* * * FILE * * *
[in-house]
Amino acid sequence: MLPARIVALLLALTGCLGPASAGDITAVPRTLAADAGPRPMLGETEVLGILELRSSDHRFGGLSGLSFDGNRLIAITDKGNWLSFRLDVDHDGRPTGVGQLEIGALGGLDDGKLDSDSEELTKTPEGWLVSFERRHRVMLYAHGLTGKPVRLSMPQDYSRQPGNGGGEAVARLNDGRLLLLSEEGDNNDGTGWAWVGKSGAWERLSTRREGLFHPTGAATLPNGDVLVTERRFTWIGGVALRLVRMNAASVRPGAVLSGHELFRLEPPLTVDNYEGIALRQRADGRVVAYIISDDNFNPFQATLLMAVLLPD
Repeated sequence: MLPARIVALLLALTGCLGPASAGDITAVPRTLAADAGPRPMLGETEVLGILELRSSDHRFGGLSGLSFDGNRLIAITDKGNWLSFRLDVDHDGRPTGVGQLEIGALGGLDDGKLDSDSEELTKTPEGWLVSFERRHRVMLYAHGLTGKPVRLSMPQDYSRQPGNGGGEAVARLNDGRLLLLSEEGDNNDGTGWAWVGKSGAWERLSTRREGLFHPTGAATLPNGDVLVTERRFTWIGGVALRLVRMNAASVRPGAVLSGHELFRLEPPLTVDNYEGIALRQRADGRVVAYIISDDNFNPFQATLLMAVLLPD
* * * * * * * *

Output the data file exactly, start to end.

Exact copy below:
[in-house]
Amino acid sequence: MLPARIVALLLALTGCLGPASAGDITAVPRTLAADAGPRPMLGETEVLGILELRSSDHRFGGLSGLSFDGNRLIAITDKGNWLSFRLDVDHDGRPTGVGQLEIGALGGLDDGKLDSDSEELTKTPEGWLVSFERRHRVMLYAHGLTGKPVRLSMPQDYSRQPGNGGGEAVARLNDGRLLLLSEEGDNNDGTGWAWVGKSGAWERLSTRREGLFHPTGAATLPNGDVLVTERRFTWIGGVALRLVRMNAASVRPGAVLSGHELFRLEPPLTVDNYEGIALRQRADGRVVAYIISDDNFNPFQATLLMAVLLPD
Repeated sequence: MLPARIVALLLALTGCLGPASAGDITAVPRTLAADAGPRPMLGETEVLGILELRSSDHRFGGLSGLSFDGNRLIAITDKGNWLSFRLDVDHDGRPTGVGQLEIGALGGLDDGKLDSDSEELTKTPEGWLVSFERRHRVMLYAHGLTGKPVRLSMPQDYSRQPGNGGGEAVARLNDGRLLLLSEEGDNNDGTGWAWVGKSGAWERLSTRREGLFHPTGAATLPNGDVLVTERRFTWIGGVALRLVRMNAASVRPGAVLSGHELFRLEPPLTVDNYEGIALRQRADGRVVAYIISDDNFNPFQATLLMAVLLPD